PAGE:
By Anne Warfield, February 23rd, 2016
There is a strange phenomenon I find among leaders–they are often causing their own greatest problems by trying to do something nice.
I often see leaders who realize their workers are over taxed and so the leader steps in to help out. Seems admirable on the cover but unfortunately it often has dire unintended consequences.
See the brain works in patterns–it learns a pattern and then uses it to remain on task and to be fully accountable to those results. You step in and take over one step in that pattern and unfortunately the other person’s brain often then let’s go of all accountability and starts operating at a lower level.
Let me give you an example to illustrate what I am talking about: My children have been doing the dishes since they were about 6 years old. They load the dishwasher, wash the counters and table, sweep the floor and in the morning when the dishes are clean they unload them and put them away. A very established routine which they have gotten quite good at since they are now all over the age of 15. So we are talking about a process that has been imprinted in their brain for over 9 years.
In the last year I have taken to getting up, having coffee, making them breakfast and then going up to work out. As I am downstairs making breakfast I have gotten bored so I have started to empty the dishwasher and put the dishes on the center island for them to put away rather than waiting for one of them to come down an unload the dishwasher. Funny thing has happened–if I don’t unload the dishwasher, they don’t empty it and put away the dishes. Instead they rinse and stack their dishes by the sink.
Now we are talking about ONE small change in the routine–me taking out the dishes rather than them– but it has completely disrupted their brain’s ability to assume accountability. Instead they transferred that to me (if Mom hasn’t emptied the dishwasher than it must not be ready to be emptied) rather than keeping it with them.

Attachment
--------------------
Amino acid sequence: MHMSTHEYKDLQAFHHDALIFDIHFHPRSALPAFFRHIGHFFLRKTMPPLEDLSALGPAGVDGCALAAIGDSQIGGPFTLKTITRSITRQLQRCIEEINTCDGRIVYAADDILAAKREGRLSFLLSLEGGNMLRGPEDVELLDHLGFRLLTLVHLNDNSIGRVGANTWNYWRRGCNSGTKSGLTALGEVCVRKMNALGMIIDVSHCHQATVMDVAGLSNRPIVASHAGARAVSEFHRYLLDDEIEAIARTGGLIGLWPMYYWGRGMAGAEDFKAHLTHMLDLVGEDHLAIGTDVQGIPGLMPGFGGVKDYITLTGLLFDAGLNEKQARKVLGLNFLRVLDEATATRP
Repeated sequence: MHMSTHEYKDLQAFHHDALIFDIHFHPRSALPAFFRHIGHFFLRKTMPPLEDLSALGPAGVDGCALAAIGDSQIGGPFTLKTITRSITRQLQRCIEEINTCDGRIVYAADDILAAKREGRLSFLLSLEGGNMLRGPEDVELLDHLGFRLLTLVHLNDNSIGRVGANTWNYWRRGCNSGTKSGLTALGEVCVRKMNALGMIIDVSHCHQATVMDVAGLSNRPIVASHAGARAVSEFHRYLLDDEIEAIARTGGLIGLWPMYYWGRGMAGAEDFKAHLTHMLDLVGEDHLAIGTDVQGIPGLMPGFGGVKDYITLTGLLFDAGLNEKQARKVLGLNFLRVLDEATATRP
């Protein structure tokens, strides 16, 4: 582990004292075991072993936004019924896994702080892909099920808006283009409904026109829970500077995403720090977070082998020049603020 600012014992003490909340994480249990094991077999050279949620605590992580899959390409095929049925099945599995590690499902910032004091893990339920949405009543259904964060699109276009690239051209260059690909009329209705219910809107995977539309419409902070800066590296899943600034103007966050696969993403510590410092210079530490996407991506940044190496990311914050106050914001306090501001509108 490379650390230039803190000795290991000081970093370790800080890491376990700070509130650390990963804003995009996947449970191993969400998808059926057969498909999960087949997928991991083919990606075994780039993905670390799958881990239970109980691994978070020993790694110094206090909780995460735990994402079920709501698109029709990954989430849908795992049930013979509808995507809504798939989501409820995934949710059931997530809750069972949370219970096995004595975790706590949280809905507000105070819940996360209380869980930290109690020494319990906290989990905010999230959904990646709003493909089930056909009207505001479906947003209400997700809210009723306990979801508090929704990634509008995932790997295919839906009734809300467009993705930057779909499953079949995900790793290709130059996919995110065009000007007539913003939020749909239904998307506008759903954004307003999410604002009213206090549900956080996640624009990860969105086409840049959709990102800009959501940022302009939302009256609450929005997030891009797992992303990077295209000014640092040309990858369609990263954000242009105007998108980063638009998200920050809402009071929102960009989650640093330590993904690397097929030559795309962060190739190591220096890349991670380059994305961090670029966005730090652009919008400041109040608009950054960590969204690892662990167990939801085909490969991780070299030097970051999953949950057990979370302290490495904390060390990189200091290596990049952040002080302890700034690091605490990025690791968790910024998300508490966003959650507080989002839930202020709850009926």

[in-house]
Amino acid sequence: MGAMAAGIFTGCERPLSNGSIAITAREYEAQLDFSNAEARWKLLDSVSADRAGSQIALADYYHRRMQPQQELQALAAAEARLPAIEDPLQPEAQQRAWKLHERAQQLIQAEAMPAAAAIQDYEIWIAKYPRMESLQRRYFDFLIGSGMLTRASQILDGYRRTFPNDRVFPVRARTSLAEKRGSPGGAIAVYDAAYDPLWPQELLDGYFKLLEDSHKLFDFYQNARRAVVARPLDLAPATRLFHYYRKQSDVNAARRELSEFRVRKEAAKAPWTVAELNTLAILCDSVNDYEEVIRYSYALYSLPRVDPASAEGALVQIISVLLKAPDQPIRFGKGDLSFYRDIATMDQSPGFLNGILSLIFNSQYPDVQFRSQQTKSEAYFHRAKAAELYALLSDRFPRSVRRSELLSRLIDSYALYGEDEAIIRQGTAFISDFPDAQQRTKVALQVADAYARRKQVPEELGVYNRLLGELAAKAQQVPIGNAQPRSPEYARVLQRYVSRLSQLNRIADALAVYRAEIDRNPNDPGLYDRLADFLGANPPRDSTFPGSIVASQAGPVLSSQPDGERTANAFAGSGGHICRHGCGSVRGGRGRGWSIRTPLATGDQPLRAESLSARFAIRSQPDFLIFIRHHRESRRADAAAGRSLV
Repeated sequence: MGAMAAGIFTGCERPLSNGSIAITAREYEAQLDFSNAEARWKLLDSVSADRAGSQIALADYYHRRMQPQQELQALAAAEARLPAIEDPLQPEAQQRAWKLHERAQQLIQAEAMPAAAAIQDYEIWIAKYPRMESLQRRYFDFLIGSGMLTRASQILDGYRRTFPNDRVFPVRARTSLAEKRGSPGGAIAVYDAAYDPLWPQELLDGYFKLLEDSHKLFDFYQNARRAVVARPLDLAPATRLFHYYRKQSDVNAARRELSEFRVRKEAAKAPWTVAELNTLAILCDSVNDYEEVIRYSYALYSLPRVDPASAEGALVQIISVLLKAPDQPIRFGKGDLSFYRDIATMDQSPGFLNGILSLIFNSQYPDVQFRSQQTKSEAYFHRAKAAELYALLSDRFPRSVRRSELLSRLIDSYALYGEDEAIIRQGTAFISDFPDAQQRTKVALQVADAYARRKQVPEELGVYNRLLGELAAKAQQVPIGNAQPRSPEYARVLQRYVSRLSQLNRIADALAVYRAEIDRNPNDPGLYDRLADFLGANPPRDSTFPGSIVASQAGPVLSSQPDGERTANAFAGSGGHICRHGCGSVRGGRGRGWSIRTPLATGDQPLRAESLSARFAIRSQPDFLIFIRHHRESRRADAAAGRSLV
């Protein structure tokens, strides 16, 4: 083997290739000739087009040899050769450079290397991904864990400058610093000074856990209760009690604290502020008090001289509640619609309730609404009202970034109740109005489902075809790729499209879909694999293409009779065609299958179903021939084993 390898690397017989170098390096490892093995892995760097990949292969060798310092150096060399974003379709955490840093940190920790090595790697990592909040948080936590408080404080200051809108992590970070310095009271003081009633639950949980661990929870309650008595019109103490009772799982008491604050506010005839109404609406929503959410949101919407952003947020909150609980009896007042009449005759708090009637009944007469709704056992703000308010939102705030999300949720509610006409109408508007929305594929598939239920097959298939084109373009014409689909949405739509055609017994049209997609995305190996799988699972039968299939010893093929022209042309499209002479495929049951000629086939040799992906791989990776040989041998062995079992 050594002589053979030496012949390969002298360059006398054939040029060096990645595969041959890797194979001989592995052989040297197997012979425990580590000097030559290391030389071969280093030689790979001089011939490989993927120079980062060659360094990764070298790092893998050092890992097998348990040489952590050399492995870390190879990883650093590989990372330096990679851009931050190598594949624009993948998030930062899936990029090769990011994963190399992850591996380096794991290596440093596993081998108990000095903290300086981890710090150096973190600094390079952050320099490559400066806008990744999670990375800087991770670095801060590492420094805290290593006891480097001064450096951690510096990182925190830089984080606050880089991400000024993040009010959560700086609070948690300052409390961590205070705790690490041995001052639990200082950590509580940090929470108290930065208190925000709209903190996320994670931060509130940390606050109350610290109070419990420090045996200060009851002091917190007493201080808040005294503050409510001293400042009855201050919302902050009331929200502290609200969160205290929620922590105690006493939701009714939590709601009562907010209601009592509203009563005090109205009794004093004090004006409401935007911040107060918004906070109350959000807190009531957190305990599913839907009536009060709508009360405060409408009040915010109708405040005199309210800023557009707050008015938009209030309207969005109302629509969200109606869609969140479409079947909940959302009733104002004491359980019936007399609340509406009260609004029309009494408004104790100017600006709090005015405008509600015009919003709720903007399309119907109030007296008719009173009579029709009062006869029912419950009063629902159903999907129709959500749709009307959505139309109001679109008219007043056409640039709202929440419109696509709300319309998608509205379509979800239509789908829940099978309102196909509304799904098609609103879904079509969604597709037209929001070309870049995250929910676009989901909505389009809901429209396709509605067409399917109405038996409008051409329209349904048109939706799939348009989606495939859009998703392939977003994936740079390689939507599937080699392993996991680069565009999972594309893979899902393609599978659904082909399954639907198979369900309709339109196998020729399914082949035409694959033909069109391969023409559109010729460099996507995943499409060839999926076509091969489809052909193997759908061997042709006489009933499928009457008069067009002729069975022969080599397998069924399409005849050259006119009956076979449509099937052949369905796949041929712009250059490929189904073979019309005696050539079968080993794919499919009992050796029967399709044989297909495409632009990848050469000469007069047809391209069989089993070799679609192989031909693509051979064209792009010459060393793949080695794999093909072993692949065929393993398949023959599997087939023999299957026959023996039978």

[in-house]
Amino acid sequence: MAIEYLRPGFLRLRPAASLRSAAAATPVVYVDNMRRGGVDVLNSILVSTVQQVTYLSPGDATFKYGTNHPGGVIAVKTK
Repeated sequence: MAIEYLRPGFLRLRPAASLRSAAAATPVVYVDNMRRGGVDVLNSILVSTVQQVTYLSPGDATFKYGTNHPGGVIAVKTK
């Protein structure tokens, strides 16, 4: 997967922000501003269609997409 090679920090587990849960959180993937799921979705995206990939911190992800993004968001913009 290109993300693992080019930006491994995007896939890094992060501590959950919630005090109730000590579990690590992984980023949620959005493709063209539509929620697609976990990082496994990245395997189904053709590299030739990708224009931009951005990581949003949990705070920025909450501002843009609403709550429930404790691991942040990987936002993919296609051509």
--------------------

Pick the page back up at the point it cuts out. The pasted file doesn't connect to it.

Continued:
So before you step in make sure you are not disrupting a routine and transferring accountability. Notice how 9 years of a routine got completely out of whack with less than a year of me stepping in. Keep accountability with employees and just start helping them with how to create routines they own and follow.
By Anne Warfield, February 16th, 2016
Typically I find that leaders tend to focus on managing down. This philosophy causes your brain to do many things that actually create more work for you as a leader.
It causes you to:
1. To be accountable as the knowledge and answer source. The problem with this is you can then become a bottleneck as projects, opinions and ideas all begin to feel like they should be run through you first.
2. Feel accountable for HOW people do things and you can stop the creativity of the group.
3. Become a Mother Hen who is now responsible for making sure everyone on the team is okay.
Reverse this trend by shifting your belief from “managing down” to “managing up.” This means you are now a STRATEGIC TOOL that your team can use in order to accomplish what they need to but they still own the accountability. You will find you will create a team that is more self accomplished, interactive and can work well with or without you present.
In our Platinum Program I watch leaders switch to this philosophy and suddenly they find their time is now free to be more strategic and less tactical. If you want leaders who can think, speak and execute like the C Suite check out how we can help you do that.
By Anne Warfield, February 10th, 2016
I have fallen in love with watching the show The Profit. I love how Marcus focuses on three simple things–people, process and product. In one episode an owner had almost all his employees turnover on him within 5 weeks. As the owner stood there blabbering about why each person left, Marcus just stopped him and said,“You do realize you were just fired by those employees. Why doesn’t that bother you?”
It is easy in leadership to see the otherside of the fence when you want to coaching or even fire an employee. Rarely do we stop to realize that really the only way employees can tell leaders what is wrong is to wait for a company survey or to finally get fed up and leave.
Rethink each time someone has left your team and ask “why did they fire us?” Follow these thinking steps to understand and then change the situation so it doesn’t happen again.